Tchaikovsky’s Symphony No. 2

I didn’t know a lot about Brahms before 2 weeks ago, when the Boston Symphony Orchestra was set to perform his fourth and final symphony in their weekly program, along with Nielsen’s Helios Overture and Mozart’s Piano Concerto No. 18, featuring Richard Goode on piano. The program’s guest conductor was Herbert Blomstedt.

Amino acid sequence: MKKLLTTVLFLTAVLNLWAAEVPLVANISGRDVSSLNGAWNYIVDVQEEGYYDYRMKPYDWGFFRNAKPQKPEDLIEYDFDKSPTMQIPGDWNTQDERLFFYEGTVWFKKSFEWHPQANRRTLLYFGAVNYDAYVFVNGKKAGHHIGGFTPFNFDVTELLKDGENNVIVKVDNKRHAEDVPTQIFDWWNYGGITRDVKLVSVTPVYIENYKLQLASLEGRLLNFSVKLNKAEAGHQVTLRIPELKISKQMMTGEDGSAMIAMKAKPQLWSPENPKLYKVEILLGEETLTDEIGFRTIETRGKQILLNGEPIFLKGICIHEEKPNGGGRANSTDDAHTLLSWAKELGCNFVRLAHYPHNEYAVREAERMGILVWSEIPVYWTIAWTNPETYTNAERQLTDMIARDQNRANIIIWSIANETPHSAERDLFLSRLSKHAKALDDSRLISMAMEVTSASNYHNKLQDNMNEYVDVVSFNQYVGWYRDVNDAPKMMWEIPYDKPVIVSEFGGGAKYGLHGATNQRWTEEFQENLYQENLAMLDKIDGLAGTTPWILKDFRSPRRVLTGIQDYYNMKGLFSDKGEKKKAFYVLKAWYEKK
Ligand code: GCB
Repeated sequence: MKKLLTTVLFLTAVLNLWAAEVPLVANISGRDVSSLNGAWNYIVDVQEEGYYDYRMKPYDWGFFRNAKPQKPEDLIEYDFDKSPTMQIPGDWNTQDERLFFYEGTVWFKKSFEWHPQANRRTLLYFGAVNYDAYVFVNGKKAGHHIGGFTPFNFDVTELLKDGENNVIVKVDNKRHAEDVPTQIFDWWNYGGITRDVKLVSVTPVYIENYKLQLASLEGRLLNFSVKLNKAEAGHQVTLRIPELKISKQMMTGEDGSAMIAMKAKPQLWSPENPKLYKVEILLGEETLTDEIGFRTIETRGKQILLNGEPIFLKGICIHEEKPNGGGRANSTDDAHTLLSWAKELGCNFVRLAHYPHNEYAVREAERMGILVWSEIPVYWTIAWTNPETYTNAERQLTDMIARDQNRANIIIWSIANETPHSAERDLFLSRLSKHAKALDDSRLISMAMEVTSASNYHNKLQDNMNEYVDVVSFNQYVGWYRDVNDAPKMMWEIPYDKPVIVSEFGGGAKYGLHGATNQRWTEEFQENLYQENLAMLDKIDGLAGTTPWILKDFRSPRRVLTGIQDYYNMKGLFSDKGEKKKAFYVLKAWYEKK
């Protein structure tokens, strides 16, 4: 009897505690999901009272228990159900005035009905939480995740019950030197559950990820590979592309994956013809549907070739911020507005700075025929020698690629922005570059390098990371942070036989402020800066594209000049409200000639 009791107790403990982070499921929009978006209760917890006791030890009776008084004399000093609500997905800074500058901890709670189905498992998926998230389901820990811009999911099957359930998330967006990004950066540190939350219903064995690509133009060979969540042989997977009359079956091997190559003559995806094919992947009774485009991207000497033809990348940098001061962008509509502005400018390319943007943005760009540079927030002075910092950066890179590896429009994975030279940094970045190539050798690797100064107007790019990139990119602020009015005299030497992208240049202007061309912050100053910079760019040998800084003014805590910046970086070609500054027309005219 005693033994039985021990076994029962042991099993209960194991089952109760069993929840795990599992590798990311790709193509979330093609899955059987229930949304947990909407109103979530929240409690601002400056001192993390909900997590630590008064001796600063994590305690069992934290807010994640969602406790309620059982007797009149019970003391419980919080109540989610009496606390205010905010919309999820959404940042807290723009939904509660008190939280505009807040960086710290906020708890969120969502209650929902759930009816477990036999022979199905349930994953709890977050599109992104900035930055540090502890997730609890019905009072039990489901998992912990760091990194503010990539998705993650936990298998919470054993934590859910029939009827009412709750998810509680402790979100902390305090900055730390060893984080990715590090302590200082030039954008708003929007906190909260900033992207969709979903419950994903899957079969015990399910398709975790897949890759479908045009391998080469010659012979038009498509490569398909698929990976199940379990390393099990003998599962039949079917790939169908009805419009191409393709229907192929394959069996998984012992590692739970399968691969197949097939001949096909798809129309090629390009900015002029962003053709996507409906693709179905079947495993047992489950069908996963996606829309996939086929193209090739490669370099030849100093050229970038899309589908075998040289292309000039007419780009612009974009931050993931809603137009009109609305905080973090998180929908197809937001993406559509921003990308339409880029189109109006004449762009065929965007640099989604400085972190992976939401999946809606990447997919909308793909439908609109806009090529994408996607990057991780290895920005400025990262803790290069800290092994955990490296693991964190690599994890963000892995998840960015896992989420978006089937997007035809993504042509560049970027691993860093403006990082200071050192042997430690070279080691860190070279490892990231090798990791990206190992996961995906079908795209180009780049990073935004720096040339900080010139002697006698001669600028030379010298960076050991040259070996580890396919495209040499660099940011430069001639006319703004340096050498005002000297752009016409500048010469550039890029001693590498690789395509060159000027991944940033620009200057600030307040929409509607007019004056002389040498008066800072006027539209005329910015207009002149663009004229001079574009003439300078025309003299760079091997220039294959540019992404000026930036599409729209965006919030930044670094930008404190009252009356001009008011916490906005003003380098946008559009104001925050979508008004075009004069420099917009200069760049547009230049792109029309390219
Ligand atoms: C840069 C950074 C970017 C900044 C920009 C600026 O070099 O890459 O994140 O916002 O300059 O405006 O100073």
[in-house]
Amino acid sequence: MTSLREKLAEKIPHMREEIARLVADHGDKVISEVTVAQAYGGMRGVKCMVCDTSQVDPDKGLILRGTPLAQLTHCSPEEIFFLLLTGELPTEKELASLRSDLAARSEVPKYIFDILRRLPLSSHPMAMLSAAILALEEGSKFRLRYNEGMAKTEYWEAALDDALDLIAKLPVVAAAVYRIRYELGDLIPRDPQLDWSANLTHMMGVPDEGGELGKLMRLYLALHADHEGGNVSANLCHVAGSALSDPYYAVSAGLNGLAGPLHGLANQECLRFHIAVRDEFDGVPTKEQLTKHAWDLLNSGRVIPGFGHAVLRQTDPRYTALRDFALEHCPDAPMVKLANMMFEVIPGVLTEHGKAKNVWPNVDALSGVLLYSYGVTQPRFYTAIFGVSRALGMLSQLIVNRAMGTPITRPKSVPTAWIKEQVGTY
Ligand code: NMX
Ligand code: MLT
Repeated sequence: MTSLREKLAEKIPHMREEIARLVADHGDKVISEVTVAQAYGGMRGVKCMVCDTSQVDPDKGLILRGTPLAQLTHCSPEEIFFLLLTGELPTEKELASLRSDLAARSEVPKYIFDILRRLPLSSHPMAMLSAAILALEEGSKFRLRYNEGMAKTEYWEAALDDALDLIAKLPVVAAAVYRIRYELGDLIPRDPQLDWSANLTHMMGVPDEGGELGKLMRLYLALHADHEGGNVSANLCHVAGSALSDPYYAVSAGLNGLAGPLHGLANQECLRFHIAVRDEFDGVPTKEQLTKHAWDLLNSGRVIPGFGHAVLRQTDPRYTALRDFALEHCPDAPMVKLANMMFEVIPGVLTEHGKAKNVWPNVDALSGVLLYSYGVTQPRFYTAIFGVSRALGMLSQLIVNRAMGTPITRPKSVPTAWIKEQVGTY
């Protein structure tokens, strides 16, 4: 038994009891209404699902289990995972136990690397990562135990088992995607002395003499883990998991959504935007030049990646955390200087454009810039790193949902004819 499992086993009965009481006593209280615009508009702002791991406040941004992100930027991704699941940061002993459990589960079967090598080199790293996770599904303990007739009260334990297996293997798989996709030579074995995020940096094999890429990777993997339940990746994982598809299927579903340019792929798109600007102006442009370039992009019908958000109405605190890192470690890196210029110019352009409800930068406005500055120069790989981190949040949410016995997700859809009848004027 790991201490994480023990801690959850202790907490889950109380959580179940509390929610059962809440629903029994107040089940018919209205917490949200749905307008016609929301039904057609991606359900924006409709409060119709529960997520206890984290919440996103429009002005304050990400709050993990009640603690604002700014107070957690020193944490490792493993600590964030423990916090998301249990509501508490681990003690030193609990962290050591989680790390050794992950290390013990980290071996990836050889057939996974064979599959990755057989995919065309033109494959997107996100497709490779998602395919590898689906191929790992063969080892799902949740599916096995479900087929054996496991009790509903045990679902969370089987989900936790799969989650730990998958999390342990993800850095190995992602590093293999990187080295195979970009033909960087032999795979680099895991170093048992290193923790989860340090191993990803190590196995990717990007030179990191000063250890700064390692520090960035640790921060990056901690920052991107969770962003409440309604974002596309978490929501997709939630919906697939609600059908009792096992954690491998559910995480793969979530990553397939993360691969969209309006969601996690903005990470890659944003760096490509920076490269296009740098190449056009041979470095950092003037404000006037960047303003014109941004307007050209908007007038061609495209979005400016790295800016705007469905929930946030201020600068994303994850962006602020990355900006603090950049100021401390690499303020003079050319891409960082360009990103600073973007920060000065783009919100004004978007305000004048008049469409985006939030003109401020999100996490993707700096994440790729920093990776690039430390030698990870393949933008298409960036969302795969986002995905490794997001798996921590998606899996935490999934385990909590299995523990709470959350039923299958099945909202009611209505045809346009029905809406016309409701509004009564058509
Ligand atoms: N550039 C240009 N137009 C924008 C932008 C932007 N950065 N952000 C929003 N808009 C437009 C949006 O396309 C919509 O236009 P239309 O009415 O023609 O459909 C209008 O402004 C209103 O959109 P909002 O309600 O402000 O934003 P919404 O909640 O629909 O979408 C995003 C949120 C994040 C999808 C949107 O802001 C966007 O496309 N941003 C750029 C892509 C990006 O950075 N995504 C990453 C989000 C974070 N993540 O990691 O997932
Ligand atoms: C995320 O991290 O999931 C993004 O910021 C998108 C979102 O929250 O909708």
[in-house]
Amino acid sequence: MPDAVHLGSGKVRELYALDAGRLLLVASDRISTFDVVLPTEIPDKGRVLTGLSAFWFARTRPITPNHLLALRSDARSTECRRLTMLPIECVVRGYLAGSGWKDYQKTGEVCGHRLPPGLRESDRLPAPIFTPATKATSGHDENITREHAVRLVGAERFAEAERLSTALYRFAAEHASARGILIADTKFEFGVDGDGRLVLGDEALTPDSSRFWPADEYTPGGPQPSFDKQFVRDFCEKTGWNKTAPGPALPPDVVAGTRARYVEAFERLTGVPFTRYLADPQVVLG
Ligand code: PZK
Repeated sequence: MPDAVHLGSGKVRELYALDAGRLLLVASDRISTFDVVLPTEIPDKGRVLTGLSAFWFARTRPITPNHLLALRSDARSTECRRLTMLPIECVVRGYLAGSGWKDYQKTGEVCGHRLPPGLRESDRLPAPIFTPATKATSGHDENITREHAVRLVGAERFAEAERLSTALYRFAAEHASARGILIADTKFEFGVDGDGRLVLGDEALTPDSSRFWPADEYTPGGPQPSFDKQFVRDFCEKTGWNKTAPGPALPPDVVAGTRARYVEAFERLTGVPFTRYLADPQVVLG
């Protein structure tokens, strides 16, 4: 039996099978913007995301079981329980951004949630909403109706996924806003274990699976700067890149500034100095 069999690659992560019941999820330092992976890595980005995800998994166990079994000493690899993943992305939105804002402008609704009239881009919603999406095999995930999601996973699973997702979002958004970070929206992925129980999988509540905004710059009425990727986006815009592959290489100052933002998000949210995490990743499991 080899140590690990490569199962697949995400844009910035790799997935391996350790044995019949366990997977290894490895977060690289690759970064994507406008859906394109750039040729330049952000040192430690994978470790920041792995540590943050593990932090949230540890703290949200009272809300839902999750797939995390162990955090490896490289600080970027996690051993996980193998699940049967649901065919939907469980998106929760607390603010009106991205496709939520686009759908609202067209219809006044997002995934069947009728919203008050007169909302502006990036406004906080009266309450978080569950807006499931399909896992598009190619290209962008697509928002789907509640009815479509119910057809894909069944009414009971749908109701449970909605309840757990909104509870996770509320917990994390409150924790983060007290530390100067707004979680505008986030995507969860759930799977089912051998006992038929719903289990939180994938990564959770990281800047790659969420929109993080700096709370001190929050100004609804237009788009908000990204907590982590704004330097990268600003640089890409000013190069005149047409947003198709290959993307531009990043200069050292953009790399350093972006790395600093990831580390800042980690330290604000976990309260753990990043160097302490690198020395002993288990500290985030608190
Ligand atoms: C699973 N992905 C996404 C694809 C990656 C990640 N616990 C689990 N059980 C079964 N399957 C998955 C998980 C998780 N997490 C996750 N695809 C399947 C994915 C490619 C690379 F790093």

As usual, the program notes (freely available on the BSO website) did a great job in shedding light on the process of composing by biographical sketches that often endear the reader to the composer. The bio on Brahms particularly was appealing, as it discusses Brahms bringing his friends together to essentially pitch the idea of Symphony No. 4 to them. He garnered feedback, and in one story, he dismissed his final symphony as “a bunch of polkas and waltzes.” Reading this pre-concert, I didn’t really know what to expect from this self-deprecating characterization, and having very little familiarity with his works in general, I was far more excited by the Mozart. The Helios was also a bit foreign to me, and the pre-concert talk did not help break a feeling that it would be somewhat trite in its presentation. It was a concert program that would soon challenge all of my preconceptions, which was evident immediately and highly amusing.